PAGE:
IN A COUNTRY known for high-tech ambitions and giant state-owned firms, the plight of street hawkers may seem insignificant. But in China these days, people like Shui Jin, an old lady pedalling a wooden cart laden with apricots and cherries, are in the spotlight. Faced with rising unemployment, officials have concluded that pavement stalls can help solve the economy’s woes. Ms Shui, who used to face the danger of hefty fines, may sell her fruit with more confidence as she wends her way through the narrow lanes of Suzhou, an eastern city. Her family needs the money. Both her daughters-in-law recently lost their jobs, among the tens of millions in China hurt by the coronavirus downturn.
The government’s support for street vendors is something of an about-turn. For years municipal authorities pushed out hawkers, trying to tidy up the colourful chaos that once characterised China’s cities. In the name of “civilising” urban life, they wanted to see steamed dumplings, plastic toys and T-shirts bought inside shopping malls, not sold from the back of carts. But on June 1st Li Keqiang, the prime minister, signalled a change. Stopping by a snack stall in the city of Yantai, he declared that street vendors and small shops were vital to the economy. “Only when the people are in good shape can the nation be in good shape,” he said.
Mr Li’s endorsement has generated much buzz about the revival of China’s “street-stall economy”, as it has been dubbed. At least 27 provinces and cities have announced that they will create markets for hawkers or, in some cases, let them move their wares onto the pavement in front of their shops. The shining example is Chengdu, a bustling city in Sichuan province in the south-west, where businesses started setting up street stalls in March. The local government there claims that more than 100,000 jobs have been created in the process.
China, like any other country, most certainly needs jobs. Although the official unemployment rate is 6%, up just slightly since the start of the year, that figure represents only a small section of the labour force. Looked at more broadly, the real picture is far worse. Between 60m and 100m people—perhaps as much as 20% of non-farm workers—were out of jobs as of April, according to Ernan Cui of Gavekal, a research firm. In his annual address to parliament last month, Mr Li said that job creation was the government’s most important economic task this year.
Can the street-stall economy really make a difference? Some investors see a business opportunity. The shares of Wuling Motors, which is making a new van that can double as a mobile kiosk, more than tripled in value within four days of Mr Li’s comments. Other companies that might benefit, including Yindu Kitchen, which makes portable cooking equipment, and Maoye Commercial, which owns some properties where stalls will be set up, also saw their share prices surge.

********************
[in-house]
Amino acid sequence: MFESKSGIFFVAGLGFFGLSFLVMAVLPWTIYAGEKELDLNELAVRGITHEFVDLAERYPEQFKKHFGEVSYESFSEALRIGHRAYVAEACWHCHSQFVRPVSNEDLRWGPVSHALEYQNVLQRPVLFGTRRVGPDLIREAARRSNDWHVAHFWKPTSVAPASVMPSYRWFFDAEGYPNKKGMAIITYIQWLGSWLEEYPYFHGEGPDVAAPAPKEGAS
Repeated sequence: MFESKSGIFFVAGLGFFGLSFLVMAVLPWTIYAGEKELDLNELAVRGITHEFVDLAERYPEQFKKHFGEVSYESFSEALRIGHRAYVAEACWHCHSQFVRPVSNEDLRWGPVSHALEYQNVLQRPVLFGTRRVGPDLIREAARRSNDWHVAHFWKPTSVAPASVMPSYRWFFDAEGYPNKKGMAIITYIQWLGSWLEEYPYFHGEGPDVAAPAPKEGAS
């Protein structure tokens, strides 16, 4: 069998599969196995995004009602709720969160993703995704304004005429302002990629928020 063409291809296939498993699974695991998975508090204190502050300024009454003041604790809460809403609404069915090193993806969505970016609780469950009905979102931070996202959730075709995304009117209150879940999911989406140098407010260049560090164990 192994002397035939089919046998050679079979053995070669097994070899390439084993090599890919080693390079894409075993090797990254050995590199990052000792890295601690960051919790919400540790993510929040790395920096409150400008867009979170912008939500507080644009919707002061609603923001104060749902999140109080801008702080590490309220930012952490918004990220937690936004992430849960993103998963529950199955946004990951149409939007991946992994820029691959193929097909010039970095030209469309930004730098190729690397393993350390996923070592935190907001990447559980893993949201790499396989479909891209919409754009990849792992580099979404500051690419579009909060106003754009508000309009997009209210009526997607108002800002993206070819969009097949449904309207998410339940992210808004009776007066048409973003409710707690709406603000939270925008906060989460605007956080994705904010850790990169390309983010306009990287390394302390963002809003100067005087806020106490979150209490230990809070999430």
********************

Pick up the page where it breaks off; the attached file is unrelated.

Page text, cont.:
The direct impact on job creation, alas, is unlikely to be quite so spectacular. The demise of street stalls in recent years is only partially the result of government restrictions. It also reflects the rise and rise of e-commerce platforms, where products are often both higher-quality and cheaper. Whether online or on the street, the main concern for vendors is weak demand. Mrs Xu, 62, said the chengguan, a para-police force that enforces urban rules, were more relaxed than in the past, letting her walk along a tourist drag in Suzhou with flashing glow-sticks for sale. But with few tourists, there were few buyers. She had cut her asking price from ten yuan to five.
The new street-stall push is also hardly the free-for-all of old. In Shanghai and Beijing local officials will not allow vendors to set up stalls wherever they want. They will need to obtain licences to operate in specific locations. Those selling food must meet strict hygiene standards. At one of the new markets in Shanghai near the Bund, its historic riverside promenade, the street stalls are in fact small outlets for big corporations. Starbucks is there with its coffee, Skechers with shoes and Colgate with an array of electric toothbrushes.
In one way, though, the street stalls could have a substantial impact. The Chinese government is too cautious to proclaim that the country has officially beaten the pandemic, though it has all but stopped new infections. Yet with local officials now promoting outdoor markets and street festivals, they are tacitly announcing victory. Late on Sunday evening in Suzhou, hundreds of people flocked to a square in its old centre for a night market. Most were not wearing face masks, a sight that would have been unthinkable just a month ago. “I was cooped up at home for a long time,” said Cao Yunqiang, 19, visiting from Henan province. “Things aren’t fully back to normal, but it’s the right time to come out and have some fun.”■